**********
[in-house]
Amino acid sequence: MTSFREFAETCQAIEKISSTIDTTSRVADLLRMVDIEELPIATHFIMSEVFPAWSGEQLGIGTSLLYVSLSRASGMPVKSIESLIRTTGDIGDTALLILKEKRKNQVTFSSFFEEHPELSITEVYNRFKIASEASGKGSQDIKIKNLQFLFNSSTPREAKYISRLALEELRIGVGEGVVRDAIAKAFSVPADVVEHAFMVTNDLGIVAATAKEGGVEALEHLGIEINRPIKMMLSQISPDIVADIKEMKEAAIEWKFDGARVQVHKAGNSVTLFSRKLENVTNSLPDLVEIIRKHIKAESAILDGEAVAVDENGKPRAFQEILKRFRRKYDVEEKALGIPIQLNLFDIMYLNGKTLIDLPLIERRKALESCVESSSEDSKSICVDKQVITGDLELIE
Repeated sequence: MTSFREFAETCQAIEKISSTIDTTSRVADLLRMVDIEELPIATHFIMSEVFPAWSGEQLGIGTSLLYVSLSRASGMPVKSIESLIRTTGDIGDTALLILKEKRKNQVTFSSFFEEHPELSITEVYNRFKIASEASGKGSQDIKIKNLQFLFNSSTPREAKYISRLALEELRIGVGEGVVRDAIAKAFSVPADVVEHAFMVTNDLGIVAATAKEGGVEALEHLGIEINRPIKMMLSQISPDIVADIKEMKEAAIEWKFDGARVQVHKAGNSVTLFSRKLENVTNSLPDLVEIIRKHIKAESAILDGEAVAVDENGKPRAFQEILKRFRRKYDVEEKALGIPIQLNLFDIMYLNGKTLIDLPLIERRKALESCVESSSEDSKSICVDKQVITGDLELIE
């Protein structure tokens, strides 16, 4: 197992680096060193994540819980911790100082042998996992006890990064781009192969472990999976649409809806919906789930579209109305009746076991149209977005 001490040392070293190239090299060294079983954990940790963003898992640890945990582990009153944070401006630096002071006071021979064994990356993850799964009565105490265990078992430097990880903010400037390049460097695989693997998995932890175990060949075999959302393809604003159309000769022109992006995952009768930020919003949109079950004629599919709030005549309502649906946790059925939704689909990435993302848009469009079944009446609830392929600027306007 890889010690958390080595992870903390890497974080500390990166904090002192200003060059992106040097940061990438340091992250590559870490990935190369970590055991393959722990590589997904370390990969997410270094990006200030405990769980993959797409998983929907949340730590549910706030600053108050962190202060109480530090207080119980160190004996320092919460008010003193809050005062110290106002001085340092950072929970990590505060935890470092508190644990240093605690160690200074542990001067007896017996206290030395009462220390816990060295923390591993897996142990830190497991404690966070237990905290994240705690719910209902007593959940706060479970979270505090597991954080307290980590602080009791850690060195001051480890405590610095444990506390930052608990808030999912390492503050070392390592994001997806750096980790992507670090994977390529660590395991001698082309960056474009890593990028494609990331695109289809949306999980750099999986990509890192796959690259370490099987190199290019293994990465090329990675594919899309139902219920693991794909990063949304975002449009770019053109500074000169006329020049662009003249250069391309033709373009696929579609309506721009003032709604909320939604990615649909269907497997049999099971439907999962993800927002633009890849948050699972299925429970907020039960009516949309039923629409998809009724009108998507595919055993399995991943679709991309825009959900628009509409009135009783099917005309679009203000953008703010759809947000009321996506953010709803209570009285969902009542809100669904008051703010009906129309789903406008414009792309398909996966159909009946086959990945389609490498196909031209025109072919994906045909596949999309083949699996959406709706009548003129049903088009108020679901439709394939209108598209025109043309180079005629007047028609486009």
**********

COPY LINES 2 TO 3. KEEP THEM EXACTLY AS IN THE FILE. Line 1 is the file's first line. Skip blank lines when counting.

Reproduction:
Amino acid sequence: MTSFREFAETCQAIEKISSTIDTTSRVADLLRMVDIEELPIATHFIMSEVFPAWSGEQLGIGTSLLYVSLSRASGMPVKSIESLIRTTGDIGDTALLILKEKRKNQVTFSSFFEEHPELSITEVYNRFKIASEASGKGSQDIKIKNLQFLFNSSTPREAKYISRLALEELRIGVGEGVVRDAIAKAFSVPADVVEHAFMVTNDLGIVAATAKEGGVEALEHLGIEINRPIKMMLSQISPDIVADIKEMKEAAIEWKFDGARVQVHKAGNSVTLFSRKLENVTNSLPDLVEIIRKHIKAESAILDGEAVAVDENGKPRAFQEILKRFRRKYDVEEKALGIPIQLNLFDIMYLNGKTLIDLPLIERRKALESCVESSSEDSKSICVDKQVITGDLELIE
Repeated sequence: MTSFREFAETCQAIEKISSTIDTTSRVADLLRMVDIEELPIATHFIMSEVFPAWSGEQLGIGTSLLYVSLSRASGMPVKSIESLIRTTGDIGDTALLILKEKRKNQVTFSSFFEEHPELSITEVYNRFKIASEASGKGSQDIKIKNLQFLFNSSTPREAKYISRLALEELRIGVGEGVVRDAIAKAFSVPADVVEHAFMVTNDLGIVAATAKEGGVEALEHLGIEINRPIKMMLSQISPDIVADIKEMKEAAIEWKFDGARVQVHKAGNSVTLFSRKLENVTNSLPDLVEIIRKHIKAESAILDGEAVAVDENGKPRAFQEILKRFRRKYDVEEKALGIPIQLNLFDIMYLNGKTLIDLPLIERRKALESCVESSSEDSKSICVDKQVITGDLELIE